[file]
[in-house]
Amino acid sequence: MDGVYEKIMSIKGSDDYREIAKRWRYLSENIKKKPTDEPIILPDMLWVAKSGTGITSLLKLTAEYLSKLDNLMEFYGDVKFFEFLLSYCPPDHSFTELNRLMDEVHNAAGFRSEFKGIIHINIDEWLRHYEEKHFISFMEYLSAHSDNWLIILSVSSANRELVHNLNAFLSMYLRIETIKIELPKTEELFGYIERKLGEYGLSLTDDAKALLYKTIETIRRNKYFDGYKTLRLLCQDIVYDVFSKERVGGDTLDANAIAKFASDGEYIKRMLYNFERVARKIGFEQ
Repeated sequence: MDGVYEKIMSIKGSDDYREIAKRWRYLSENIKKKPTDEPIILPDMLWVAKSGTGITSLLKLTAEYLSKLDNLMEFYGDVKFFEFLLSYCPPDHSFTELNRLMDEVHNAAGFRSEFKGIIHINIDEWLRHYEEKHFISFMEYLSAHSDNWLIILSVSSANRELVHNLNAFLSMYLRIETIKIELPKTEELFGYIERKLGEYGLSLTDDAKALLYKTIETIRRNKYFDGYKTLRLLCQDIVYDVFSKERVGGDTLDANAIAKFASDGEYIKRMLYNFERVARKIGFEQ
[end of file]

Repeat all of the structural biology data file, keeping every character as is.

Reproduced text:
[in-house]
Amino acid sequence: MDGVYEKIMSIKGSDDYREIAKRWRYLSENIKKKPTDEPIILPDMLWVAKSGTGITSLLKLTAEYLSKLDNLMEFYGDVKFFEFLLSYCPPDHSFTELNRLMDEVHNAAGFRSEFKGIIHINIDEWLRHYEEKHFISFMEYLSAHSDNWLIILSVSSANRELVHNLNAFLSMYLRIETIKIELPKTEELFGYIERKLGEYGLSLTDDAKALLYKTIETIRRNKYFDGYKTLRLLCQDIVYDVFSKERVGGDTLDANAIAKFASDGEYIKRMLYNFERVARKIGFEQ
Repeated sequence: MDGVYEKIMSIKGSDDYREIAKRWRYLSENIKKKPTDEPIILPDMLWVAKSGTGITSLLKLTAEYLSKLDNLMEFYGDVKFFEFLLSYCPPDHSFTELNRLMDEVHNAAGFRSEFKGIIHINIDEWLRHYEEKHFISFMEYLSAHSDNWLIILSVSSANRELVHNLNAFLSMYLRIETIKIELPKTEELFGYIERKLGEYGLSLTDDAKALLYKTIETIRRNKYFDGYKTLRLLCQDIVYDVFSKERVGGDTLDANAIAKFASDGEYIKRMLYNFERVARKIGFEQ